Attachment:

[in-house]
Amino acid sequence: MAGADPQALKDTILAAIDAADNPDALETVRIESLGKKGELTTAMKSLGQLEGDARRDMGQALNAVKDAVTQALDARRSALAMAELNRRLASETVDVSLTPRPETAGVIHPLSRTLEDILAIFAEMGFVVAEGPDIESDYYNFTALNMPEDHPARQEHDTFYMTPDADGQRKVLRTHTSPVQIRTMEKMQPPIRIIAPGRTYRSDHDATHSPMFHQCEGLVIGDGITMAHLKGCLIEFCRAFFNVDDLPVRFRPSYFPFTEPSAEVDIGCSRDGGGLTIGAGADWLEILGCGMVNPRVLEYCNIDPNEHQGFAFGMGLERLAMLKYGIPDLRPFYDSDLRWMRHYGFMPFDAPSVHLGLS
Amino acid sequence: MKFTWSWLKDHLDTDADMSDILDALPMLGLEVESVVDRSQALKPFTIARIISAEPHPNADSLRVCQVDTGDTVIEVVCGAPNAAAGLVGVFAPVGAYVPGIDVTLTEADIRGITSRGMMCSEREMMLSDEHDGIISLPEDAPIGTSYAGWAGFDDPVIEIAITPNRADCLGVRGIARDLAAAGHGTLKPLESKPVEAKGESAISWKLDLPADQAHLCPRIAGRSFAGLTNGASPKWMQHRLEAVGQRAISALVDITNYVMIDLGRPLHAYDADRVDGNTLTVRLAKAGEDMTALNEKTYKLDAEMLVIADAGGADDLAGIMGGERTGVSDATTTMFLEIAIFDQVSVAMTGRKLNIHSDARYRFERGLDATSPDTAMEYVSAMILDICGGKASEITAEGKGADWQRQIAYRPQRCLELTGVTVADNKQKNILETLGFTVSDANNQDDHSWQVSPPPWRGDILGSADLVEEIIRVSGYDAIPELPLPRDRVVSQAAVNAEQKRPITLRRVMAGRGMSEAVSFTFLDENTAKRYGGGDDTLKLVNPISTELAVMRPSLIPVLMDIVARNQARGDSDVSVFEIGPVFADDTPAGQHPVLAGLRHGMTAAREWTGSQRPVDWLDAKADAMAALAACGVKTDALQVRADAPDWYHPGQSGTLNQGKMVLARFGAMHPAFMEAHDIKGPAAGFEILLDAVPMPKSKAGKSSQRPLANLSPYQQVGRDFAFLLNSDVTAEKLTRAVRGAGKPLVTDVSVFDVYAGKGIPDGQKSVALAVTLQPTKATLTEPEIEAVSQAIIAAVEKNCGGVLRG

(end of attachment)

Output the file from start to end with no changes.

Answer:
[in-house]
Amino acid sequence: MAGADPQALKDTILAAIDAADNPDALETVRIESLGKKGELTTAMKSLGQLEGDARRDMGQALNAVKDAVTQALDARRSALAMAELNRRLASETVDVSLTPRPETAGVIHPLSRTLEDILAIFAEMGFVVAEGPDIESDYYNFTALNMPEDHPARQEHDTFYMTPDADGQRKVLRTHTSPVQIRTMEKMQPPIRIIAPGRTYRSDHDATHSPMFHQCEGLVIGDGITMAHLKGCLIEFCRAFFNVDDLPVRFRPSYFPFTEPSAEVDIGCSRDGGGLTIGAGADWLEILGCGMVNPRVLEYCNIDPNEHQGFAFGMGLERLAMLKYGIPDLRPFYDSDLRWMRHYGFMPFDAPSVHLGLS
Amino acid sequence: MKFTWSWLKDHLDTDADMSDILDALPMLGLEVESVVDRSQALKPFTIARIISAEPHPNADSLRVCQVDTGDTVIEVVCGAPNAAAGLVGVFAPVGAYVPGIDVTLTEADIRGITSRGMMCSEREMMLSDEHDGIISLPEDAPIGTSYAGWAGFDDPVIEIAITPNRADCLGVRGIARDLAAAGHGTLKPLESKPVEAKGESAISWKLDLPADQAHLCPRIAGRSFAGLTNGASPKWMQHRLEAVGQRAISALVDITNYVMIDLGRPLHAYDADRVDGNTLTVRLAKAGEDMTALNEKTYKLDAEMLVIADAGGADDLAGIMGGERTGVSDATTTMFLEIAIFDQVSVAMTGRKLNIHSDARYRFERGLDATSPDTAMEYVSAMILDICGGKASEITAEGKGADWQRQIAYRPQRCLELTGVTVADNKQKNILETLGFTVSDANNQDDHSWQVSPPPWRGDILGSADLVEEIIRVSGYDAIPELPLPRDRVVSQAAVNAEQKRPITLRRVMAGRGMSEAVSFTFLDENTAKRYGGGDDTLKLVNPISTELAVMRPSLIPVLMDIVARNQARGDSDVSVFEIGPVFADDTPAGQHPVLAGLRHGMTAAREWTGSQRPVDWLDAKADAMAALAACGVKTDALQVRADAPDWYHPGQSGTLNQGKMVLARFGAMHPAFMEAHDIKGPAAGFEILLDAVPMPKSKAGKSSQRPLANLSPYQQVGRDFAFLLNSDVTAEKLTRAVRGAGKPLVTDVSVFDVYAGKGIPDGQKSVALAVTLQPTKATLTEPEIEAVSQAIIAAVEKNCGGVLRG